How one career-altering move led Cubs’ Hughes to MLB originally appeared on NBC Sports Chicago
In the final few days of spring training in 2019, the Cubs gave Brandon Hughes a choice.
“It was either get released or become a pitcher for them,” Hughes said.
“[Then-Cubs director of player development Jaron Madison] said there was not going to be any at-bats, really, for me anywhere in the system, ”Hughes added. “So I could either get my release papers or become a pitcher.”
You can imagine what Hughes’ decision was. And a little over three years later, it paid off.
The Cubs promoted the left-handed reliever from Triple-A Iowa on Tuesday.
The Cubs drafted Hughes as an outfielder in the 16th round of the 2017 MLB Draft, and he spent his first two minor league seasons as a position player.
He has some background as a pitcher, throwing a few innings his freshman year of college at Michigan State before a shoulder injury led him to focus solely on being a position player.
So, when he set back on the pitching path in 2019, he obviously had not taken the mound for several years. That meant he had to build a repertoire.
“I always had a good fastball, so that was an easy one to come by,” Hughes said. “I had not a very good curveball. It was probably like low 70s, loopy and it got hit. ”
Hughes now uses a three-pitch mix (fastball, changeup, slider) after the Cubs had him switch from a curveball to a sweeping slider. He credits the slider as being a “big part” of his success.
You can see why. Hughes made his big-league debut Tuesday against the Pirates and recorded his first career strikeout with a nasty slider – against Pirates All-Star Bryan Reynolds, nonetheless.
Hughes struck out five in 1 2/3 innings on the night.
Converting to a pitcher is no small task, even with Hughes’ background. He acknowledged it was “crazy in the moment,” but he had some inspiration not far away.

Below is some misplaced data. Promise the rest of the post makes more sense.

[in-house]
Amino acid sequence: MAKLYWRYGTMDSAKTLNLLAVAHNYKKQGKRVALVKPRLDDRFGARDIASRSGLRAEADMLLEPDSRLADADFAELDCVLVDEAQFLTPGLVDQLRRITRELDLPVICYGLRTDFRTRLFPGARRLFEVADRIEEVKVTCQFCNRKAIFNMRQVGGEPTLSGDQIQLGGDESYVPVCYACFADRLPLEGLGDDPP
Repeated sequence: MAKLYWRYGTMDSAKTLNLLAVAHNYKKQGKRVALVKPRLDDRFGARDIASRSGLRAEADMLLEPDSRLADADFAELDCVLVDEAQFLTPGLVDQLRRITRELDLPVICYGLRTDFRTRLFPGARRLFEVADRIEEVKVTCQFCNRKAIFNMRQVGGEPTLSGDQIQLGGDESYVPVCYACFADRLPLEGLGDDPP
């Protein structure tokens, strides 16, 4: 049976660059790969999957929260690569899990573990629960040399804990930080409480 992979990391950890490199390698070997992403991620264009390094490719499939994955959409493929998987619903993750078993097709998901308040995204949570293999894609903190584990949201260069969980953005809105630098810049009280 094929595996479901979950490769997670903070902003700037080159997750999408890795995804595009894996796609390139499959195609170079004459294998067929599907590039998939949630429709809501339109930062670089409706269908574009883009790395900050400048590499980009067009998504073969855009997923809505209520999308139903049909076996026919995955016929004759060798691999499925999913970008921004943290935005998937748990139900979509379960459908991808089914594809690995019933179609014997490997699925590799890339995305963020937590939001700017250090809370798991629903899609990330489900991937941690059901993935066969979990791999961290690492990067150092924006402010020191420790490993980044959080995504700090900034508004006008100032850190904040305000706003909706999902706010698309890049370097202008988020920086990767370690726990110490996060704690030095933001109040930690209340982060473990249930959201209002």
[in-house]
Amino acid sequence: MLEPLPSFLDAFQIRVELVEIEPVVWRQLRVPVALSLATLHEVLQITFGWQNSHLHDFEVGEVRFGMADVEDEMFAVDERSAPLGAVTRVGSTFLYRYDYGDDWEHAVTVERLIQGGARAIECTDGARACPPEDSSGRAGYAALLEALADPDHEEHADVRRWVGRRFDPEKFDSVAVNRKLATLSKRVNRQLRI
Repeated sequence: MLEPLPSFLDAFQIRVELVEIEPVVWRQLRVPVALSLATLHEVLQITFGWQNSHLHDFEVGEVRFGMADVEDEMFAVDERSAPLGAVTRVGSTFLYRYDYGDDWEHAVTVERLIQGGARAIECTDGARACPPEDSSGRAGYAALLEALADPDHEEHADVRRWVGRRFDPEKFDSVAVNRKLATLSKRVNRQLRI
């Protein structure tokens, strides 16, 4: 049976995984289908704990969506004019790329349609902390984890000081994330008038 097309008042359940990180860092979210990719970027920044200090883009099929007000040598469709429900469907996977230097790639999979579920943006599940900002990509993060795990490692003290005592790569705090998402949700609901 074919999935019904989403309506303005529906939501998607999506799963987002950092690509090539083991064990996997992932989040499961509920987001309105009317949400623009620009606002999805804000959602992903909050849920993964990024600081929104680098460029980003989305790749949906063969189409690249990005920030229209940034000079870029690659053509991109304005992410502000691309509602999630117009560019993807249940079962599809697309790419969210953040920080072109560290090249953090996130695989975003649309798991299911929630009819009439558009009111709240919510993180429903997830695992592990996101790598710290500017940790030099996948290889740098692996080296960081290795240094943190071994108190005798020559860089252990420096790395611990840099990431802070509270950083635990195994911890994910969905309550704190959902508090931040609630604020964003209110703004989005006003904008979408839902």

Right around the time he was converting to a pitcher, Cubs reliever Scott Effross was switching to throwing sidearm.
“I just got to see how he went about his business, because it was a big switch for him as well – huge switch, dropping down,” Hughes said.
“I got to see that in action, and it gave me confidence. Like ‘Hey, he’s going through a switch, so what’s different about me? I’m ready for this switch. ‘”
Effross – who went to Indiana University – joked he and Hughes spent more time talking Big Ten football and basketball during their time in Arizona together.
In addition to golfing together, they picked each other’s brains about pitching and watched each other’s bullpens.
“It’s an insane timeline for him,” Effross said. “He’s done it so quickly. He’s so talented that it’s kind of hard to put it into words from watching him perform.
“I’m super impressed and happy for him.”
Hughes posted a 3.31 ERA in 21 appearances between rookie ball, short-season Single-A and full-season Single-A in 2019.
With the 2020 minor-league season canceled due to COVID-19, he went back home to Michigan, where he worked with friend and pitching instructor Dominic Downs.
“I go up to him and basically say, ‘Teach me like I’m an 8-year-old. I want to learn everything again, ” Hughes said.
“[The Cubs] gave me an objective to gain more velocity, however that was, ”he added. “I go and try to do it on my own and it ended up working. My mechanics have smoothed out, they’re more repeatable now, and there’s a little more velo in there. “
The results were there last season, too. Hughes finished with a 1.71 ERA in 26 appearances between Single-A South Bend and Double-A Tennessee.
He did not allow a run in 10 appearances between Tennessee and Iowa this season, striking out 22 with three walks in 16 2/3 innings.
“Once I had that first full season of pitching under my belt, it was kind of like, I am a pitcher and I’m no longer on offense,” Hughes said.
That said, he can still play outfield – if Cubs manager David Ross needs.
“I already told him,” Hughes said, laughing. “I told him I could plate a little outfield if you need.”
Ross chuckled when that idea came up before Tuesday’s game against the Pirates.
“I told him I could have used him a couple of times this year, a little insurance,” Ross said. “I’m happy he’s here, happy for him, his family, his hard work.
“I think he’s got a chance to really help us win some ballgames.”
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